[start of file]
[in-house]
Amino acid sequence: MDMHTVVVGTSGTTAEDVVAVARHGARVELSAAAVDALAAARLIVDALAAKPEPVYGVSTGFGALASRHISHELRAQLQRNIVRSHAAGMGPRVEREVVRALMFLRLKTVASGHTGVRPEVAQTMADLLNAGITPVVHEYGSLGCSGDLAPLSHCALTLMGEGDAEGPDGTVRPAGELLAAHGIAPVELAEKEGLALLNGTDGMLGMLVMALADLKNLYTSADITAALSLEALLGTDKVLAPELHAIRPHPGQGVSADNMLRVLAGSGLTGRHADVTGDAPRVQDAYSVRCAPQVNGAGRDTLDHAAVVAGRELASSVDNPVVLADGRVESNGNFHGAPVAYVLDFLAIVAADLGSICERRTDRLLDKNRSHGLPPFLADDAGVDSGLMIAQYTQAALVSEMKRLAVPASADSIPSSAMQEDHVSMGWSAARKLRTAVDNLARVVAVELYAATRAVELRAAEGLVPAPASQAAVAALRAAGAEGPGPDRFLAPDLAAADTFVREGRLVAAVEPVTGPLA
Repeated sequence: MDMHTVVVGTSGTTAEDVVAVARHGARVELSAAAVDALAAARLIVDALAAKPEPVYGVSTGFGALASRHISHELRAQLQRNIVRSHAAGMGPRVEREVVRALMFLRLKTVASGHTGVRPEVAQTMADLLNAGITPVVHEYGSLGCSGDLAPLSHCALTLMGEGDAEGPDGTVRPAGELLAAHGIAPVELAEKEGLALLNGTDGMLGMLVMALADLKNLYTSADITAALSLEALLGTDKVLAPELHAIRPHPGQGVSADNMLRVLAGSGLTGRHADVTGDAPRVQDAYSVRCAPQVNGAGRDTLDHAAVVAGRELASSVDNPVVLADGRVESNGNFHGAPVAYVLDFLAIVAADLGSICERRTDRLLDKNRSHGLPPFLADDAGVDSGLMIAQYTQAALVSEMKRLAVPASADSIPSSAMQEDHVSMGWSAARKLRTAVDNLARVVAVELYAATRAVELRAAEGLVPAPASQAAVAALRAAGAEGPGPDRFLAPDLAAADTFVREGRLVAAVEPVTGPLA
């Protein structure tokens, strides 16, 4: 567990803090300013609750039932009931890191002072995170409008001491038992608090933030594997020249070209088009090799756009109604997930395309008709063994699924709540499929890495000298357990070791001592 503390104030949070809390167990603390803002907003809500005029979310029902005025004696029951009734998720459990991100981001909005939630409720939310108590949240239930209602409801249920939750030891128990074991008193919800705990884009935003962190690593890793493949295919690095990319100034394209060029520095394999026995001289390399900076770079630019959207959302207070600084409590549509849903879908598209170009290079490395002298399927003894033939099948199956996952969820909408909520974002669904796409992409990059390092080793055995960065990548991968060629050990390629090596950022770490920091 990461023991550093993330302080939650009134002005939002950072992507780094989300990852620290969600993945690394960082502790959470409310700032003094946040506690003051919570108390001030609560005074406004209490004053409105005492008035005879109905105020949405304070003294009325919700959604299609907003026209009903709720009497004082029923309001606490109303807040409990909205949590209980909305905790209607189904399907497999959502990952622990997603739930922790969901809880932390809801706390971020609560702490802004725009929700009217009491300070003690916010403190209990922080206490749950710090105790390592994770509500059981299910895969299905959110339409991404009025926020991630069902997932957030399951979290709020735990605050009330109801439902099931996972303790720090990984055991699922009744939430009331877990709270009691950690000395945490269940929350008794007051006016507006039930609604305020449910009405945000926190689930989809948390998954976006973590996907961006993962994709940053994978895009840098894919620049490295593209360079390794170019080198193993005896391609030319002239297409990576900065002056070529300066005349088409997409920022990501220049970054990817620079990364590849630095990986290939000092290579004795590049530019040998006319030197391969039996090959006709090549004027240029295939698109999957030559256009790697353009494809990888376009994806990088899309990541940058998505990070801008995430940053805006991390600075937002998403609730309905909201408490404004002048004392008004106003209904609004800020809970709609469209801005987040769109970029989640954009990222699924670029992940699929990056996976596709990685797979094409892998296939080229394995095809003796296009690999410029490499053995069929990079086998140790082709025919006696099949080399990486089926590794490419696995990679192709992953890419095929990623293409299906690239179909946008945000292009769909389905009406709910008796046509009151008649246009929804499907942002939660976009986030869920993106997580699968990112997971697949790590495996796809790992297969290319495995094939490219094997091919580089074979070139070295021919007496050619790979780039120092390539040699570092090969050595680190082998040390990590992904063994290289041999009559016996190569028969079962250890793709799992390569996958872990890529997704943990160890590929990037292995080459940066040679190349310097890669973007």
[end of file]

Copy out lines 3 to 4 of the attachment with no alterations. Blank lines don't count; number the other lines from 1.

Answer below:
Repeated sequence: MDMHTVVVGTSGTTAEDVVAVARHGARVELSAAAVDALAAARLIVDALAAKPEPVYGVSTGFGALASRHISHELRAQLQRNIVRSHAAGMGPRVEREVVRALMFLRLKTVASGHTGVRPEVAQTMADLLNAGITPVVHEYGSLGCSGDLAPLSHCALTLMGEGDAEGPDGTVRPAGELLAAHGIAPVELAEKEGLALLNGTDGMLGMLVMALADLKNLYTSADITAALSLEALLGTDKVLAPELHAIRPHPGQGVSADNMLRVLAGSGLTGRHADVTGDAPRVQDAYSVRCAPQVNGAGRDTLDHAAVVAGRELASSVDNPVVLADGRVESNGNFHGAPVAYVLDFLAIVAADLGSICERRTDRLLDKNRSHGLPPFLADDAGVDSGLMIAQYTQAALVSEMKRLAVPASADSIPSSAMQEDHVSMGWSAARKLRTAVDNLARVVAVELYAATRAVELRAAEGLVPAPASQAAVAALRAAGAEGPGPDRFLAPDLAAADTFVREGRLVAAVEPVTGPLA
């Protein structure tokens, strides 16, 4: 567990803090300013609750039932009931890191002072995170409008001491038992608090933030594997020249070209088009090799756009109604997930395309008709063994699924709540499929890495000298357990070791001592 503390104030949070809390167990603390803002907003809500005029979310029902005025004696029951009734998720459990991100981001909005939630409720939310108590949240239930209602409801249920939750030891128990074991008193919800705990884009935003962190690593890793493949295919690095990319100034394209060029520095394999026995001289390399900076770079630019959207959302207070600084409590549509849903879908598209170009290079490395002298399927003894033939099948199956996952969820909408909520974002669904796409992409990059390092080793055995960065990548991968060629050990390629090596950022770490920091 990461023991550093993330302080939650009134002005939002950072992507780094989300990852620290969600993945690394960082502790959470409310700032003094946040506690003051919570108390001030609560005074406004209490004053409105005492008035005879109905105020949405304070003294009325919700959604299609907003026209009903709720009497004082029923309001606490109303807040409990909205949590209980909305905790209607189904399907497999959502990952622990997603739930922790969901809880932390809801706390971020609560702490802004725009929700009217009491300070003690916010403190209990922080206490749950710090105790390592994770509500059981299910895969299905959110339409991404009025926020991630069902997932957030399951979290709020735990605050009330109801439902099931996972303790720090990984055991699922009744939430009331877990709270009691950690000395945490269940929350008794007051006016507006039930609604305020449910009405945000926190689930989809948390998954976006973590996907961006993962994709940053994978895009840098894919620049490295593209360079390794170019080198193993005896391609030319002239297409990576900065002056070529300066005349088409997409920022990501220049970054990817620079990364590849630095990986290939000092290579004795590049530019040998006319030197391969039996090959006709090549004027240029295939698109999957030559256009790697353009494809990888376009994806990088899309990541940058998505990070801008995430940053805006991390600075937002998403609730309905909201408490404004002048004392008004106003209904609004800020809970709609469209801005987040769109970029989640954009990222699924670029992940699929990056996976596709990685797979094409892998296939080229394995095809003796296009690999410029490499053995069929990079086998140790082709025919006696099949080399990486089926590794490419696995990679192709992953890419095929990623293409299906690239179909946008945000292009769909389905009406709910008796046509009151008649246009929804499907942002939660976009986030869920993106997580699968990112997971697949790590495996796809790992297969290319495995094939490219094997091919580089074979070139070295021919007496050619790979780039120092390539040699570092090969050595680190082998040390990590992904063994290289041999009559016996190569028969079962250890793709799992390569996958872990890529997704943990160890590929990037292995080459940066040679190349310097890669973007």